CIS-700: Privacy enhancing technologies

Spring 2020

Instructor: Sebastian Angel

Room: Moore 102

Time: M/W 1:30 - 3:00 PM

Email: sebastian.angel at

Discussion: Piazza

Office hours: By appointment

Course Description

This course will cover selected topics on privacy-enhancing technologies. The first two-thirds of the course will primarily discuss systems that preserve privacy with the use of cryptography. These systems include encrypted databases, anonymous networks, blockchains, machine learning on encrypted data, among others. We will also discuss attacks on these systems. These systems use a variety of amazing building blocks including public key encryption, order-preserving encryption, homomorphic encryption, functional encryption, private information retrieval, oblivious RAM, secret sharing, oblivious pseudorandom functions, garbled circuits, and differential privacy.

The last part of the course will cover zero-knoweldge succinct non-interactive arguments of knowledge (zkSNARKs). We will cover interactive proofs, sum check protocols, arithmetic cirtcuits, polynomial commitments, and finally the Hyrax zkSNARK protocol.

This course is discussion-based and every student is expected to read the paper(s) assigned for each lecture

This course includes 3 reading comprehension assignments and a research project.

Reading assignments

Provide a written critique of three of the assigned readings. Each critique consits of a summary of the assigned paper, a discussion of its limitations, a list of applications, and extensions.

Research project

Propose and complete a research project in a related area (can be done in pairs). Example projects include (but are not limited to):

Students should submit a project proposal by February 21, and are encouraged to discuss with me their ideas prior to selecting a project. Students are expected to give an oral presentation of their project in class and turn in a final report by May 1.


Familiarity with the content of CIS 331, CIS 551, or CIS 556 (or their equivalent) is recommended. Students with a strong math background who are willing to learn some of the basics on their own may also take this course.


Reference book

A Graduate Course in Applied Cryptography by Dan Boneh and Victor Shoup

Tentative Schedule

Date Topic Reading


class outline, computational assumptions, trapdoor functions

B&S chapter 2 (optional)

B&S chapter 10 (optional)


MLK holiday

No class


Blind signatures and anonymous cash

RSA digital signatures, RSA blind signatures, digital cash

B&S chapter 13 (optional background)

Untraceable Electronic Cash


Private and verifiable auctions

Additively homomorphic encryption, time-lapse cryptography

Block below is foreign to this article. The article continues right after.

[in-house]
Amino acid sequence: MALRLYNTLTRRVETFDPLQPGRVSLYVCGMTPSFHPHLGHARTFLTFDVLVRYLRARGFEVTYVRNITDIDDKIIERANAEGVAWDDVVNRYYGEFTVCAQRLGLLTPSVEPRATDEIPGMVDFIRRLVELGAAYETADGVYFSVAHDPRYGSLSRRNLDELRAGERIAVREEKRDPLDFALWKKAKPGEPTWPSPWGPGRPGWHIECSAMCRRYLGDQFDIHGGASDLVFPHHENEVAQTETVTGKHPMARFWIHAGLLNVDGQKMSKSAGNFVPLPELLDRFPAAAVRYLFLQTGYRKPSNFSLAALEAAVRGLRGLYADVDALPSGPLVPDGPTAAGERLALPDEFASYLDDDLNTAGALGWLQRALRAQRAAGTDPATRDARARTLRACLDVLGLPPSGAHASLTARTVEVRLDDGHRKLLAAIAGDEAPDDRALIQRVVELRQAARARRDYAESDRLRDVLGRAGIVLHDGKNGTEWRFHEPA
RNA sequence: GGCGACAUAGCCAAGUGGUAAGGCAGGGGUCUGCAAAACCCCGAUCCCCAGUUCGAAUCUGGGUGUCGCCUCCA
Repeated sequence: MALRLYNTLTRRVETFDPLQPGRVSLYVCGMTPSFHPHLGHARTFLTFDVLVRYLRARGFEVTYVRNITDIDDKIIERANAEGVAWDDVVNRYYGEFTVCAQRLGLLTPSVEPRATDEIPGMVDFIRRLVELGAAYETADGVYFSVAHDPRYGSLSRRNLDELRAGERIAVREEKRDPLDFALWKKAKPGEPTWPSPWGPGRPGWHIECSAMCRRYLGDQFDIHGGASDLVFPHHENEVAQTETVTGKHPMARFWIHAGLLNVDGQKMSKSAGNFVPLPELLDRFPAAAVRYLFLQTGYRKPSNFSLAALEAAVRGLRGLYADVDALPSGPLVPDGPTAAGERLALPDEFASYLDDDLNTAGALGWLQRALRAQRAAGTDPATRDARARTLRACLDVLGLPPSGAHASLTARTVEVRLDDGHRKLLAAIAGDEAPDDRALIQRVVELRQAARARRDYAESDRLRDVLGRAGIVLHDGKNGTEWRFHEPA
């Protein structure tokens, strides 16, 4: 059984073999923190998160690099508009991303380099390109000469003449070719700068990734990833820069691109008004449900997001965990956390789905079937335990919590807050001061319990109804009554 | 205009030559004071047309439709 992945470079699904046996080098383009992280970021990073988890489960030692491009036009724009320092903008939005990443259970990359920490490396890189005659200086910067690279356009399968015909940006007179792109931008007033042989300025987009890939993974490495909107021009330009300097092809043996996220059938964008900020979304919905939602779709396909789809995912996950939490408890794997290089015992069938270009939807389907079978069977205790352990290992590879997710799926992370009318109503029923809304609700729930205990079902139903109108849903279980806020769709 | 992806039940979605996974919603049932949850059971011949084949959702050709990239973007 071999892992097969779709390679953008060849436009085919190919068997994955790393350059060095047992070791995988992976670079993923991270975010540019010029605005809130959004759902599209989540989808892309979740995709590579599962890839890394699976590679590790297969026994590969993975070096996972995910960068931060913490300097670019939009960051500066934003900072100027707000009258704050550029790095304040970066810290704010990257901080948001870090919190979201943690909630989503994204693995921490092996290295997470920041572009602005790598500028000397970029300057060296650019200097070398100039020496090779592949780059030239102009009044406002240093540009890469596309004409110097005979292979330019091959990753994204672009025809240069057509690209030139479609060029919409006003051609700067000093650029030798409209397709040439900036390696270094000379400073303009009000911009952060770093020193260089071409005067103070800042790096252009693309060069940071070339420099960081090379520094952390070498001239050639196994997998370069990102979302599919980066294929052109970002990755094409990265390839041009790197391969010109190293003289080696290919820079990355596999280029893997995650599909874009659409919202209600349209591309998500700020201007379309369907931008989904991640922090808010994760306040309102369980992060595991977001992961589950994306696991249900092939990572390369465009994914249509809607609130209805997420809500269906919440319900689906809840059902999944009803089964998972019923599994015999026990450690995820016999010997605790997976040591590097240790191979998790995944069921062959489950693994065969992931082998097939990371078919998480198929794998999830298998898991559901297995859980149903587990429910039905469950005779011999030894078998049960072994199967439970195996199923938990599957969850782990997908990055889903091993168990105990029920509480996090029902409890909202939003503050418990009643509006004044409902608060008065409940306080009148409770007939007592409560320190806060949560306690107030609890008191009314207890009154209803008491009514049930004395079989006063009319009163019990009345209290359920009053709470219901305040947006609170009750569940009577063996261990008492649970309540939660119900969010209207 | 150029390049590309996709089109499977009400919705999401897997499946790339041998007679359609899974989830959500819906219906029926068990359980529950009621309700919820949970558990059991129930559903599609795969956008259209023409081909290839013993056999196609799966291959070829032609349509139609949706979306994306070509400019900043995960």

Practical Secrecy-Preserving, Verifiably Correct and Trustworthy Auctions

Class cancelled


Encrypted query processing

Order-preserving encryption, encrypted databases

CryptDB: Protecting Confidentiality with Encrypted Query Processing

Attacks on encrypted databases

Persistent vs snapshot attacker models

Why Your Encrypted Database Is Not Secure

Broadcast encryption

Secret sharing, broadcast encryption

How to share a secret

How to broadcast a secret


Searchable Encryption

Practical Techniques for Searches on Encrypted Data

Oblivious RAM

Path ORAM: An Extremely Simple Oblivious RAM Protocol

SGX and oblivious memory

ZeroTrace: Oblivious Memory Primitives from Intel SGX

Metadata-private messaging

PIR, metadata-private messaging

Unobservable communication over fully untrusted infrastructure

Anonymous messaging

Distributed point functions, anonymous upload

Riposte: An Anonymous Messaging System Handling Millions of Users

Tracing end-to-end encrypted messages

End-to-end encryption, accountability

Traceback for End-to-End Encrypted Messaging

Elliptic curve cryptography

Elliptic Curve Cryptography: a gentle introduction

Elliptic Curve Cryptography: finite fields and discrete logarithms

Elliptic Curve Cryptography: ECDH and ECDSA

Elliptic Curve Cryptography: breaking security and a comparison with RSA

Revisit seed homomorphic PRG from 2/26


Spring break


Spring break


Functional encryption

More SGX, functional encryption

Iron: Functional Encryption using Intel SGX

Oblivious transfer

The Simplest Protocol for Oblivious Transfer

Inference with private data

secure multiparty computation

DELPHI: A Cryptographic Inference Service for Neural Networks

Training over encrypted data

functional encryption, secure dot-product

CryptoNN: Training Neural Networks over Encrypted Data


Unbiased randomness

Scalable Bias-Resistant Distributed Randomness

Contextual integrity

Privacy and Contextual Integrity: Framework and Applications

Differential privacy

A Firm Foundation for Private Data Analysis

Sum-check protocol

Low-degree and multilinear extensions, Sum-check protocol

Justin Thaler's intro lecture

The Power of Randomness: Fingerprinting and Freivalds’ Algorithm

Low-Degree & Multilinear Extensions

Sum-Check Protocol


Interactive proofs

GKR interactive proof protocol

Delegating Computation: Interactive Proofs for Muggles

The GKR Protocol and Its Efficient Implementation


Verifiable computation

PCPs, IPs, constraints

Verifying computations without reexecuting them



The Complexity of Zero Knowledge


QAPs, knowledge of exponent assumption, pairings

What are zkSNARKs

Part 1

Part 2

Part 3

Part 4

Part 5

Part 6

Part 7

4/27 Project presentations
4/29 Project presentations